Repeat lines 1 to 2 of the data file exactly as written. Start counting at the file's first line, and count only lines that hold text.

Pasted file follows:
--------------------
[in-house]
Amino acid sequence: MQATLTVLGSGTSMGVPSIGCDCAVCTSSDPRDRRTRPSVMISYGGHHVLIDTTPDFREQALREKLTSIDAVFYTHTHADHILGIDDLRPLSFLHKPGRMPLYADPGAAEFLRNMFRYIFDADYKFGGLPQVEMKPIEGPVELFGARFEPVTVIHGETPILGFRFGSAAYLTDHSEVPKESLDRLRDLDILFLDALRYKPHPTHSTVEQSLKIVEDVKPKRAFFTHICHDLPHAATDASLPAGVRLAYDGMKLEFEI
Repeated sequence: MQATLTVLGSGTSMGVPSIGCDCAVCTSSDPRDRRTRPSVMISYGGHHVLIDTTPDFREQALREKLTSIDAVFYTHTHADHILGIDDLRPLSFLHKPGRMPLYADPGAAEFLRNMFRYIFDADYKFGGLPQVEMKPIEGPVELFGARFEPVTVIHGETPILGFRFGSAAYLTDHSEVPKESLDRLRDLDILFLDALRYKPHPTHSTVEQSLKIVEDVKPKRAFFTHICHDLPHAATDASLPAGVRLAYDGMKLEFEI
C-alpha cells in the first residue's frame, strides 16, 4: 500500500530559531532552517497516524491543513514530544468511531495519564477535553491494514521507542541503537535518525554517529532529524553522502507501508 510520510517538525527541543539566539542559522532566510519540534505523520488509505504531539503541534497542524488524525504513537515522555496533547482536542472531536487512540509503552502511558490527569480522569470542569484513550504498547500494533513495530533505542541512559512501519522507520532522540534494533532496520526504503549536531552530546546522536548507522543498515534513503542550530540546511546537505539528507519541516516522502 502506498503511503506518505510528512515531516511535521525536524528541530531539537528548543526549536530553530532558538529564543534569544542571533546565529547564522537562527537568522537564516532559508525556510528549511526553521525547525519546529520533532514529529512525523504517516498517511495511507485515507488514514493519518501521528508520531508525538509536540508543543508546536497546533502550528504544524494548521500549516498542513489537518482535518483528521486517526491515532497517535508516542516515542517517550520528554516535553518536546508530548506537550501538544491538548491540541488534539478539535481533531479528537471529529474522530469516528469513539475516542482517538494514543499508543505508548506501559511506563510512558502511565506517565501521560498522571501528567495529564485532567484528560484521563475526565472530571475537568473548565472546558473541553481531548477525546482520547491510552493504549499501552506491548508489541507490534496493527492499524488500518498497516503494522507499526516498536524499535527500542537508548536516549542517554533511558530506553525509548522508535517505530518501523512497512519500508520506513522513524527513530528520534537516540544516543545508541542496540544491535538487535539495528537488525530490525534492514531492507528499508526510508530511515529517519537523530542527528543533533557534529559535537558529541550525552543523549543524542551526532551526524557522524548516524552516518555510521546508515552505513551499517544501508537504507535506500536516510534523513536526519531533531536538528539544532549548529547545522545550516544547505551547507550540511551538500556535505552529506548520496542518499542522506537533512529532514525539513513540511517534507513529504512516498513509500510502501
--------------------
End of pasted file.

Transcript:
[in-house]
Amino acid sequence: MQATLTVLGSGTSMGVPSIGCDCAVCTSSDPRDRRTRPSVMISYGGHHVLIDTTPDFREQALREKLTSIDAVFYTHTHADHILGIDDLRPLSFLHKPGRMPLYADPGAAEFLRNMFRYIFDADYKFGGLPQVEMKPIEGPVELFGARFEPVTVIHGETPILGFRFGSAAYLTDHSEVPKESLDRLRDLDILFLDALRYKPHPTHSTVEQSLKIVEDVKPKRAFFTHICHDLPHAATDASLPAGVRLAYDGMKLEFEI